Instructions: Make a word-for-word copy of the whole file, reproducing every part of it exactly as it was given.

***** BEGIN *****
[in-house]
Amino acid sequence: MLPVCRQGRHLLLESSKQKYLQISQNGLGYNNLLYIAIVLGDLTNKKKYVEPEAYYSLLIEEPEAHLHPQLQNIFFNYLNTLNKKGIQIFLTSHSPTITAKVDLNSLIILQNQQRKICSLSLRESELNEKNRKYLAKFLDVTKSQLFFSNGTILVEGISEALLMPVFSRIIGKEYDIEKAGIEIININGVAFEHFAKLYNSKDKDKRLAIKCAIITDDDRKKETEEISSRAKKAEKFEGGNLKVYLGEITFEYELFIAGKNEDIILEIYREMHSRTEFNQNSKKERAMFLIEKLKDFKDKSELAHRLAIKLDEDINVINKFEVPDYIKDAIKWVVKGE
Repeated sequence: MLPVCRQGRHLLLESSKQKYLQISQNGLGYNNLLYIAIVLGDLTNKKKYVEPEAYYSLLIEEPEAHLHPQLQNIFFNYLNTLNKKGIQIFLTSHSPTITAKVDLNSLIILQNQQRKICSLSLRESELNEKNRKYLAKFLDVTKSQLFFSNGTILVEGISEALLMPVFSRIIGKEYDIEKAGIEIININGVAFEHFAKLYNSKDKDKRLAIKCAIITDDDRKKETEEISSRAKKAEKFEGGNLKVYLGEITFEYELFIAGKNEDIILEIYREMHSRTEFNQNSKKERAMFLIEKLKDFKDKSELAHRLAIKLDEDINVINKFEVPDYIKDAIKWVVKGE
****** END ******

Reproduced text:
[in-house]
Amino acid sequence: MLPVCRQGRHLLLESSKQKYLQISQNGLGYNNLLYIAIVLGDLTNKKKYVEPEAYYSLLIEEPEAHLHPQLQNIFFNYLNTLNKKGIQIFLTSHSPTITAKVDLNSLIILQNQQRKICSLSLRESELNEKNRKYLAKFLDVTKSQLFFSNGTILVEGISEALLMPVFSRIIGKEYDIEKAGIEIININGVAFEHFAKLYNSKDKDKRLAIKCAIITDDDRKKETEEISSRAKKAEKFEGGNLKVYLGEITFEYELFIAGKNEDIILEIYREMHSRTEFNQNSKKERAMFLIEKLKDFKDKSELAHRLAIKLDEDINVINKFEVPDYIKDAIKWVVKGE
Repeated sequence: MLPVCRQGRHLLLESSKQKYLQISQNGLGYNNLLYIAIVLGDLTNKKKYVEPEAYYSLLIEEPEAHLHPQLQNIFFNYLNTLNKKGIQIFLTSHSPTITAKVDLNSLIILQNQQRKICSLSLRESELNEKNRKYLAKFLDVTKSQLFFSNGTILVEGISEALLMPVFSRIIGKEYDIEKAGIEIININGVAFEHFAKLYNSKDKDKRLAIKCAIITDDDRKKETEEISSRAKKAEKFEGGNLKVYLGEITFEYELFIAGKNEDIILEIYREMHSRTEFNQNSKKERAMFLIEKLKDFKDKSELAHRLAIKLDEDINVINKFEVPDYIKDAIKWVVKGE